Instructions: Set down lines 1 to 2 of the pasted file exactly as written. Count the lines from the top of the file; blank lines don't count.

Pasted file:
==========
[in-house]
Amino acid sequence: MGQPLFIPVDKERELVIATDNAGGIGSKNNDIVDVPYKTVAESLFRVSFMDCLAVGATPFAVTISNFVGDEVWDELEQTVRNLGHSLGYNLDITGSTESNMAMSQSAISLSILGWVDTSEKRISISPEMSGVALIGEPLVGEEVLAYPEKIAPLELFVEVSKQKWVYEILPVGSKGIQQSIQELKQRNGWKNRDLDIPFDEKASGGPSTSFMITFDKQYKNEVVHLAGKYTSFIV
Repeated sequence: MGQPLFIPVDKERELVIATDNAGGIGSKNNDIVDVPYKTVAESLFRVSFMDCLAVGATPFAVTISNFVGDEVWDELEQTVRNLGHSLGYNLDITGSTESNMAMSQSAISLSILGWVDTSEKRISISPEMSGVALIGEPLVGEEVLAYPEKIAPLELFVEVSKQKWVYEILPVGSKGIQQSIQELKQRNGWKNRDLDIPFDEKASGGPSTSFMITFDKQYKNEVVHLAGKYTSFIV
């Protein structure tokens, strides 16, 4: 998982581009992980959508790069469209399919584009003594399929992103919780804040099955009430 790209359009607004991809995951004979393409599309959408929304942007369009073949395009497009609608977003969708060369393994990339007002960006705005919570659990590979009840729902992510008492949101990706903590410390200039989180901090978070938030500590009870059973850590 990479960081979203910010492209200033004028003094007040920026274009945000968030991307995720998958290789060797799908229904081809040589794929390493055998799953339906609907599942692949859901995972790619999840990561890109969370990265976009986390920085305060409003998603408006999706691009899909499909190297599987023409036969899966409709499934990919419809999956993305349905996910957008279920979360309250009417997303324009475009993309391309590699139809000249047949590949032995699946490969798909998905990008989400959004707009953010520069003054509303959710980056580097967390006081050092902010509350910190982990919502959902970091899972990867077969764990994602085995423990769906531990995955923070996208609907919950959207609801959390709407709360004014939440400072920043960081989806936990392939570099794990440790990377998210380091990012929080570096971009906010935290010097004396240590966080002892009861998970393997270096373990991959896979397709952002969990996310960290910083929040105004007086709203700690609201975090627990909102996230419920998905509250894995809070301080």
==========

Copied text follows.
[in-house]
Amino acid sequence: MGQPLFIPVDKERELVIATDNAGGIGSKNNDIVDVPYKTVAESLFRVSFMDCLAVGATPFAVTISNFVGDEVWDELEQTVRNLGHSLGYNLDITGSTESNMAMSQSAISLSILGWVDTSEKRISISPEMSGVALIGEPLVGEEVLAYPEKIAPLELFVEVSKQKWVYEILPVGSKGIQQSIQELKQRNGWKNRDLDIPFDEKASGGPSTSFMITFDKQYKNEVVHLAGKYTSFIV